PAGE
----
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Leibniz’s Notation & dy/dx Meaning

11.20.2021 • 6 min read

Rachel McLean

Subject Matter Expert

Leibniz’s notation is a fundamental type of notation for derivatives. In this article, we’ll discuss the meaning of dy/dx, how to use Leibniz’s notation, and practice some examples.

In This Article

  1. Who Is Leibniz?

  2. What Is Leibniz’s Notation System?

  3. What Is dy/dx?

  4. Leibniz's Notation vs. Other Notations

  5. Examples of Leibniz’s Notation

Who Is Leibniz?

Gottfried Wilhelm Leibniz (1646 - 1716) was a 17th century German mathematician. He’s often credited with developing many of the main principles of differential and integral calculus, and is primarily recognized for what we now call Leibniz’s notation.

What Is Leibniz’s Notation System?

Derivative notations are used to express the derivative of a function based on today’s standard definition of a derivative. The instantaneous rate of change, or derivative, of a function ff at xx is given by: ddxf(x)=limΔx0ΔyΔx=limΔx0f(x+Δx)f(x)Δx\frac{d}{{dx}}f\left( x \right) = \mathop {\lim }\limits_{\Delta{x} \to 0} \frac{\Delta{y}}{\Delta{x}} = \mathop {\lim }\limits_{\Delta{x} \to 0} \frac{{f\left( {x + \Delta{x} } \right) - f\left( x \right)}}{\Delta{x} }

There are many different derivative notations, but Leibniz’s notation remains one of the most popular. Given a function ff defined by y=f(x)y = f(x), Leibniz's notation expresses the derivative of ff at xx as:


It might be tempting to think of dydx\frac{dy}{dx} as a fraction. In fact, Leibniz himself first conceptualized dydx\frac{dy}{dx} as the quotient of an infinitely small change in y by an infinitely small change in xx, called infinitesimals. However, this understanding of Leibniz’s notation lost popularity in the 19th-century when infinitesimals were considered too imprecise to define the infrastructure of calculus. Leibniz’s original understanding of dydx\frac{dy}{dx} as a quotient has been reinterpreted to align with the modern limit-based definition of a derivative. Now, dydy and dxdx are generally referred to as differentials instead of infinitesimals. While Leibniz’s notation behaves in a way similar to a fraction, it’s important that you understand the difference.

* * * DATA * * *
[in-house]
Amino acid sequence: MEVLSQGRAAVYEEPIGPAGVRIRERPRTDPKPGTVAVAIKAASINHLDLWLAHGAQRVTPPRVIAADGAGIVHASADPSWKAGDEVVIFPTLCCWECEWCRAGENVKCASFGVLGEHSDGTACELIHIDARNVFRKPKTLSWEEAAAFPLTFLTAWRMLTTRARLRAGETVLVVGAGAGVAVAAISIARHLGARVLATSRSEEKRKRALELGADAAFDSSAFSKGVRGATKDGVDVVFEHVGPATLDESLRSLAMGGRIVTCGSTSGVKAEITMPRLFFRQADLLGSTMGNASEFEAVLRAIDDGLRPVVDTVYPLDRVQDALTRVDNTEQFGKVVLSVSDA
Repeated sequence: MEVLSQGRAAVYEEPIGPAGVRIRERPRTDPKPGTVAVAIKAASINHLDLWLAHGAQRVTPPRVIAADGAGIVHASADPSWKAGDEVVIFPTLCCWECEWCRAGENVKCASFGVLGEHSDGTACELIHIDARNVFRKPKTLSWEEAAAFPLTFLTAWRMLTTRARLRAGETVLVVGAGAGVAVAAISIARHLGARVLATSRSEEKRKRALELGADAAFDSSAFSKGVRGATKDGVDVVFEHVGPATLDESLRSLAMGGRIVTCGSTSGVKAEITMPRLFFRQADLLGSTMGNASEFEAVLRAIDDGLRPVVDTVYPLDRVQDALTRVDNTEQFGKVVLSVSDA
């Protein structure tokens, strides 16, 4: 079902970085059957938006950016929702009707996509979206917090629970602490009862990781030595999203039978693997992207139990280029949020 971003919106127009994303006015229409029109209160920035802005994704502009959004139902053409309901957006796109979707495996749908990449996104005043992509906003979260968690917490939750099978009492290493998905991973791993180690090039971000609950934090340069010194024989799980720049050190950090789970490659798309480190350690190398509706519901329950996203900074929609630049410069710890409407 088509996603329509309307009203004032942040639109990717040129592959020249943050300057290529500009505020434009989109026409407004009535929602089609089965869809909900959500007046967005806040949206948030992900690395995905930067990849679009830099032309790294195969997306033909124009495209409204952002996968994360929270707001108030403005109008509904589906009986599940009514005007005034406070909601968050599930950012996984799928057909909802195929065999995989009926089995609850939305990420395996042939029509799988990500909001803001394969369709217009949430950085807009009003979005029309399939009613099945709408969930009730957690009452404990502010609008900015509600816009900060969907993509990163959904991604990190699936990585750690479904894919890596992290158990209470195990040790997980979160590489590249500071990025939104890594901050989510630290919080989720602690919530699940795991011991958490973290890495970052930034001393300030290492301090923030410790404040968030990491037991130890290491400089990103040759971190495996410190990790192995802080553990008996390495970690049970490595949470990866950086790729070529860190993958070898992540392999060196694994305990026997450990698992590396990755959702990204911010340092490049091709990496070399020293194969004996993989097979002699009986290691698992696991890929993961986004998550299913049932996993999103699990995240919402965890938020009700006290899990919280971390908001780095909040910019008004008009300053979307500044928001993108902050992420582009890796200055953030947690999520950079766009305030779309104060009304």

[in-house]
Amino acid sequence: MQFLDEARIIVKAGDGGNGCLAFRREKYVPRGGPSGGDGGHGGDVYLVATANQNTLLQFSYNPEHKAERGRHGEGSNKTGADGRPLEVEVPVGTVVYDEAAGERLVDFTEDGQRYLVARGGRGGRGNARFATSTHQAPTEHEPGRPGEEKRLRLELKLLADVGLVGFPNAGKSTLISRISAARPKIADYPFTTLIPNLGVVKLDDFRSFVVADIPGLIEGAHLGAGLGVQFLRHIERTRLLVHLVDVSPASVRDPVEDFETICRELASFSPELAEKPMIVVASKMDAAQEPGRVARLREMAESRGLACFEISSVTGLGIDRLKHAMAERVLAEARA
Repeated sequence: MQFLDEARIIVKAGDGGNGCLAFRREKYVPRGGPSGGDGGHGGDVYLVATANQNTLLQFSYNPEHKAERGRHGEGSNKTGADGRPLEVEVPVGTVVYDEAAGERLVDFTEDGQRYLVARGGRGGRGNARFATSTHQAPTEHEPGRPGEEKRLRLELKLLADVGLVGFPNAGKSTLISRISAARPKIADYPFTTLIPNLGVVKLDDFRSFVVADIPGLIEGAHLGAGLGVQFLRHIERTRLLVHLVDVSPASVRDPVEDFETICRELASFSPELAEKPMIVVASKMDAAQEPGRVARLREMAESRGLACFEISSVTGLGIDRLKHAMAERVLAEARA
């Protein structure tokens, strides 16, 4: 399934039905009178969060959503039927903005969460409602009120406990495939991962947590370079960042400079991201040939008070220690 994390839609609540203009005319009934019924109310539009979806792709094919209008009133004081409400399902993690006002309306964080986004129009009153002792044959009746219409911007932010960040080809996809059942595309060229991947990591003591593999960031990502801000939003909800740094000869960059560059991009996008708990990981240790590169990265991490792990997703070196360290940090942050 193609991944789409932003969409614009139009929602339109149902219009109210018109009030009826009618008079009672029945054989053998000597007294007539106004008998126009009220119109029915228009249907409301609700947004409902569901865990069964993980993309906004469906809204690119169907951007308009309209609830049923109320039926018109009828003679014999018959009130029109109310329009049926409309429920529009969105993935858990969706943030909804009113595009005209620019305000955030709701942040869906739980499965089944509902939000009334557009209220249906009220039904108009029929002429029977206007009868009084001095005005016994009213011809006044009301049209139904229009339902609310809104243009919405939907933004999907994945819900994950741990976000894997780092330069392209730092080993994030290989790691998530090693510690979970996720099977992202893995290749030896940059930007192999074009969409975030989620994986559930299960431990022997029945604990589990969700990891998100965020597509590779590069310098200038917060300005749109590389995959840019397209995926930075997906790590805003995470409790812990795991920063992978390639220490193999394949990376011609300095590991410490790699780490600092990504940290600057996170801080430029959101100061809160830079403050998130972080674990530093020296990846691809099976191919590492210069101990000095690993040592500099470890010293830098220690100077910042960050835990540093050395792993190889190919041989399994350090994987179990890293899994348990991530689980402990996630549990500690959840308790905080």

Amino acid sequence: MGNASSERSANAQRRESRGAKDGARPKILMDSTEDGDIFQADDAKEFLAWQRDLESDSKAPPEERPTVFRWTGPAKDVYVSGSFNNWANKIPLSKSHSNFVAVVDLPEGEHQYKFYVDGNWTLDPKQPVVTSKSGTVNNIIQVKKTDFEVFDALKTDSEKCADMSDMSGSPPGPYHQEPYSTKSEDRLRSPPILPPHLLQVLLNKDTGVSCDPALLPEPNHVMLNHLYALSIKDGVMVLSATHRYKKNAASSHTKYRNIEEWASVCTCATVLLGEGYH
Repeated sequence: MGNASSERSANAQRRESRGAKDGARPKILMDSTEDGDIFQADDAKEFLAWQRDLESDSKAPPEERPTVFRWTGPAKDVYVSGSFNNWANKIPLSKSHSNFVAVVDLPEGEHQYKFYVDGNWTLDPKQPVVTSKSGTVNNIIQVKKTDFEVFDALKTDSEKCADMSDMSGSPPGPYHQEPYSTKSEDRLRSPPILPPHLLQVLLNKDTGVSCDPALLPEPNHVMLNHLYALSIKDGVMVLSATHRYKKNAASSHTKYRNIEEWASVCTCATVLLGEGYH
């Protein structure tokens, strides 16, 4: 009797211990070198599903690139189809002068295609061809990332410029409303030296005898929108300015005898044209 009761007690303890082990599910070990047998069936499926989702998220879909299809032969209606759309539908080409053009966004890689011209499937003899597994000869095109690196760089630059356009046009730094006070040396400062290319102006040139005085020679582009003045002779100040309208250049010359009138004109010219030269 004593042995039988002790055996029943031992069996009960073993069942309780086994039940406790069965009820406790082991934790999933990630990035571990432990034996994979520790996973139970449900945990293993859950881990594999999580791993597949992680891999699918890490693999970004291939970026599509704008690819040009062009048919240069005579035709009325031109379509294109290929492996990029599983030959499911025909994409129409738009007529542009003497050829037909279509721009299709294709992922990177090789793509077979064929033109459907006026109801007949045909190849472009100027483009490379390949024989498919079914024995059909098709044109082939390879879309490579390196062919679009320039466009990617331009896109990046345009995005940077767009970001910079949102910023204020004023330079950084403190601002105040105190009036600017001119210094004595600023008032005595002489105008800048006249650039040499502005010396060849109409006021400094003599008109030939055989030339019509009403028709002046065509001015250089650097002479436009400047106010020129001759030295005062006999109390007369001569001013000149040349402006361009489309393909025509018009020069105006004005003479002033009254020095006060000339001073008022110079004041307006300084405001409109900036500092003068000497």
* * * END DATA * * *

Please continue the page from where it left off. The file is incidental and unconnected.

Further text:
What Is dy/dx?

We can think of ddx\frac{d}{dx} as an operator defined by the standard limit-based definition of a derivative. Suppose we have a function ff defined by y=f(x)y = f(x). When we apply the operator ddx\frac{d}{dx} to yy, we have the expression ddxy\frac{d}{dx}y, or dydx\frac{dy}{dx}. This expression represents the derivative of yy with respect to xx (note that yy is the function value of ff at xx). In this way, the operator ddx\frac{d}{dx} takes in one function, and outputs another! More specifically, the operator ddx\frac{d}{dx} acts on a function to produce that function’s derivative.

Let’s review some examples where Leibniz’s notation is often utilized. Consider the Chain Rule, which helps us differentiate composite functions.

Suppose we have two differentiable functions ff and gg, and suppose that gg is differentiable at xx and ff is differentiable at g(x)g(x).

Then, the composite function h=fgh = f \circ g, such that h(x)=f(g(x))h(x) = f(g(x)) for all xx, is differentiable at xx.

With these conditions satisfied, the Chain Rule states:

h(x)=f(g(x))g(x)h’(x) = f’(g(x))g’(x)

Suppose y=f(u)y = f(u) and u=g(x)u = g(x). Then, g(x)=dudxg’(x) = \frac{du}{dx} and f(u)=dyduf’(u) = \frac{dy}{du}.

We can translate the above Chain Rule into Leibniz’s notation by writing:

DY DX chart on why both versions of Chain Rule mean the same thing

Now, let's see how Leibniz’s Notation can be useful when used in the familiar Inverse Function theorem.

Suppose we have a function ff defined by y=f(x)y = f(x), where ff is differentiable and invertible.

Suppose that gg is the Inverse Function theorem of ff. Then, the Inverse Function states that f(x)=1g(f(x))f’(x) = \frac{1}{g’(f(x))}.

Letting y=f(x)y = f(x) and x=g(y)x = g(y), we can translate the Inverse Function theorem into Leibniz’s notation by writing: